According to the Technical Committee (TC), this lends credence to why there was a large discrepancy between the 2015 harvest numbers and the TC estimates. It was its determination that significant contributing variables were changes in effort, size, age, and distribution of the 2011 year class relative to Chesapeake Bay. Striped bass trips in the bay area increased by 50 percent, but corresponding ocean effort decreased by 27 percent, skewing recreational numbers, while validating commercial estimates. Work continues as the TC develops recommendations to bring the SSB threshold levels, fishing mortality, and other target levels within acceptable parameters.

On the Water

A prelude to what may lie ahead became apparent when air temperatures dropped to 32 degrees and a brief flash of snow whisked by the state. Winds gusting at more than 45 knots sprayed the shoreline with frothy brine as small craft and gale warning banners were stretched out. Water temperatures dipped to 61 degrees, yet not as cold as Bar Harbor, Maine, where they dropped to 51.

All of this fall weather may have kept vessels secured to their moorings and dampened fishing, but that was only temporary. In between weather fronts, fishers were still able to pull fish from the Sound, bays, and rivers, especially under the new moon. So far, there’s no indication that fishing is slowing down. Menhaden are still here in numbers, hickory shad are having a run, and there’s ample rain bait around.

Blackfish season is in full swing as heavier ‘togs are being pulled from waters around 35 feet. The walls have been reasonably productive, but mostly with smaller fish. If you’re looking for white chins more than 10 pounds, then go deep and mix up your presentations by using rigs and jigs. Whole or partial crabs rigged so their juices flow is key and braided line will give you the sensitivity edge. Check out reefs like Madison and Kimberly, as well as rock piles by Goose Island and the outskirts of inshore harbors.

It is definitely striper season! The estuaries are producing good numbers of small- to medium-size linesiders, while the reefs are beginning to hold fish more than 28 inches. Timed right, fish more than 40 inches feeding along the shoreline (especially those close to structure and tidal rivers) are being caught. Live eels, surface plugs, swim baits, and bucktails have been producing. Go with good mackerel if chunking.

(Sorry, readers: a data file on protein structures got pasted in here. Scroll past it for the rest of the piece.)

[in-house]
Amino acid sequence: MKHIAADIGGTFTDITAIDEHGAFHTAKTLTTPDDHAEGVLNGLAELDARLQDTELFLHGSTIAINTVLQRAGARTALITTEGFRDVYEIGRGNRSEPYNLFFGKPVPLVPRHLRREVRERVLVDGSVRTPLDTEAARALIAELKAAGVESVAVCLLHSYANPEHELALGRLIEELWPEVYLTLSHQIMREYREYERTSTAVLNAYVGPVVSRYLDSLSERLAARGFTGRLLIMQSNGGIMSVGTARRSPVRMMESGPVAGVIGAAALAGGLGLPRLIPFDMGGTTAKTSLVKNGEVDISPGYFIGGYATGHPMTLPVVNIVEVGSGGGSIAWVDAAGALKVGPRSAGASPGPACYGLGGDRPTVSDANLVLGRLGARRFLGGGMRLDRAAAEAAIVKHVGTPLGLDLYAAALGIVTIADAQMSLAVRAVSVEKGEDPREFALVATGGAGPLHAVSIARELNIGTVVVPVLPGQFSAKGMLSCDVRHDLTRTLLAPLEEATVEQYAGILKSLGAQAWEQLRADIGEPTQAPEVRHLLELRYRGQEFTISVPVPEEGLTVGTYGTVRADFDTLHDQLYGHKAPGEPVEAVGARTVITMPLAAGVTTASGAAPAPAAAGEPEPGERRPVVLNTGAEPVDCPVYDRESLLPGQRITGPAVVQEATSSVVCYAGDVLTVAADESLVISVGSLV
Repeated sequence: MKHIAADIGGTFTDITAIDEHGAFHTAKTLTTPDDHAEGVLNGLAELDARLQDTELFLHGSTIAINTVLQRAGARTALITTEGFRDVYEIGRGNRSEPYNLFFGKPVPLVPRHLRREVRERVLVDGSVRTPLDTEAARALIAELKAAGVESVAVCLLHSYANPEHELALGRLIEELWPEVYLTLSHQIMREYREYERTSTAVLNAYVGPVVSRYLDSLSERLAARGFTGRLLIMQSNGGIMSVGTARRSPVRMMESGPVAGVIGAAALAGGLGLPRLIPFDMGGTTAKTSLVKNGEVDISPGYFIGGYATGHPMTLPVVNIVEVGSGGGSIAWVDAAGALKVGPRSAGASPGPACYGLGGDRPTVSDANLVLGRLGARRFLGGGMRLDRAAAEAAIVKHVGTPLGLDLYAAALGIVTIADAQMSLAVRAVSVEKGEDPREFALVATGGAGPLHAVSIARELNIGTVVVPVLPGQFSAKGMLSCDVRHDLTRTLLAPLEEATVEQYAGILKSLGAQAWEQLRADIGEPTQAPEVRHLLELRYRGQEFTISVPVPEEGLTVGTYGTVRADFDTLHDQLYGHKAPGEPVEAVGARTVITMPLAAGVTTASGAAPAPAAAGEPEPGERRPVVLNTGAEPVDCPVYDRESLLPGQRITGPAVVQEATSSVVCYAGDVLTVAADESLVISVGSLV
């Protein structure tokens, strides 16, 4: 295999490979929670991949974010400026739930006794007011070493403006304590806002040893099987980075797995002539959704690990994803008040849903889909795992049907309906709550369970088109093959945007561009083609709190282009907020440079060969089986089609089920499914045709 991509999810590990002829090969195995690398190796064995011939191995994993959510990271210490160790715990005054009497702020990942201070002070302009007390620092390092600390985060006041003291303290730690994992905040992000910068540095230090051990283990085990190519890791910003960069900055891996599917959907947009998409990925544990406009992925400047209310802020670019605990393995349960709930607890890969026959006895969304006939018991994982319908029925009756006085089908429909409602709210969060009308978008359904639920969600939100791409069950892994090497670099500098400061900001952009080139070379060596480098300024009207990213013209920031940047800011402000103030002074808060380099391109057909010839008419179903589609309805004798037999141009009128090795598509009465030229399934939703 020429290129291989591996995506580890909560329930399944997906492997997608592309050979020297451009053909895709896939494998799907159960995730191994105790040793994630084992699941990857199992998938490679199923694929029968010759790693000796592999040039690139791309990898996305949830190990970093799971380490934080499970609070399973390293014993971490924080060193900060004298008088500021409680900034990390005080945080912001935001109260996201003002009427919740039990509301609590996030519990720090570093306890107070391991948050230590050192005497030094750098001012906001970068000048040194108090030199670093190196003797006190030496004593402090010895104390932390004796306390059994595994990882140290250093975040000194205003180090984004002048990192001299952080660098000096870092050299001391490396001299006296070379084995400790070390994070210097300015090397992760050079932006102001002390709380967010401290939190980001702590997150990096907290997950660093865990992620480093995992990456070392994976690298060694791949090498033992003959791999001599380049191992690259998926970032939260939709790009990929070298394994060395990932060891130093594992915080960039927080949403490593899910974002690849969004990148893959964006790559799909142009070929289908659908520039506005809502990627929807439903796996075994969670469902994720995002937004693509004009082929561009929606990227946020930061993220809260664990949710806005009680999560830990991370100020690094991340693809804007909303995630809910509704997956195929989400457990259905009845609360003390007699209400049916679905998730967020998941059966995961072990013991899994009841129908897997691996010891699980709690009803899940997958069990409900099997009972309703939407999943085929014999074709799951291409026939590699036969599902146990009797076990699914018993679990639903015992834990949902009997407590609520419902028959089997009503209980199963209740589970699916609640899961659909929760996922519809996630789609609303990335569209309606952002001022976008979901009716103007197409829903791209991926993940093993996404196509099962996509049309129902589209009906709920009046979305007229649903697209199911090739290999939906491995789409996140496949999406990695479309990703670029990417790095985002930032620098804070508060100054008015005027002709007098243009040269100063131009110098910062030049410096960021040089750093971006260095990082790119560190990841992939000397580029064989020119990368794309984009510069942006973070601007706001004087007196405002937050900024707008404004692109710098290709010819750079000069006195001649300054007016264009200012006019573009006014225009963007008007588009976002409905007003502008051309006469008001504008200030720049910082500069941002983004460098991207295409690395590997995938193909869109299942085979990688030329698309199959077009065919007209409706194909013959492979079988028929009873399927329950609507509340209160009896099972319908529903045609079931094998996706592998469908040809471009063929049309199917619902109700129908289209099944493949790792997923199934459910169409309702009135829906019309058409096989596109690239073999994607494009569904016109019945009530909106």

Bluefish are still bending rods and causing frustration. Best bets: Use plugs for top water action and spoons, deep swimmers, and umbrellas for sub-surface fishing. Choppers continue to feed on menhaden in many lower tidal rivers where blitzing schools are often encountered. Many of these fish are topping 15 pounds and putting up quite a fight. Flood tides are producing excellent catches on most reefs and shoals throughout central and eastern Sound.

Black sea bass catches remain good. Fish in excess of four pounds are in deep water, but one needs to move around to find a sweet spot. Squid is working, however, use a whole ‘togging crab when looking for a choice humpback for dinner. Plate-size scup are on offshore reefs like Charles and Kimberly, where fall fishing is quite good. Although there are albies and bones in the Sound, recent success rates have favored its western parts.

It’s Atlantic salmon season and fishers should check out the Shetucket and Naugy rivers. Trout fishing has improved and it’s worth a trip to rivers that benefited the most from recent rain, although many are still low. Most freshwater species have suspended and slowed down, responding to colder temps. However, with warming temps looming, they should perk up again. Walleye, pike, and crappie have been the exception.

Note: Email us pics of your catches to share with our USA and international fishing friends who keep up with the latest fishing news and frequent social media.

For all things fishy including flies, swing by the shop (203-245-8665) open seven days located at 21 Boston Post Road, Madison. Until next time, from your Connecticut shoreline’s full-service fishing outfitter, where we don’t make the fisherman, we make the fisherman better...

 

Tight Lines,

Captain Morgan

captainmorgan.fish@sbcglobal.net

captainmorgan-fish.blogspot.com

twitter @captmorgan_usa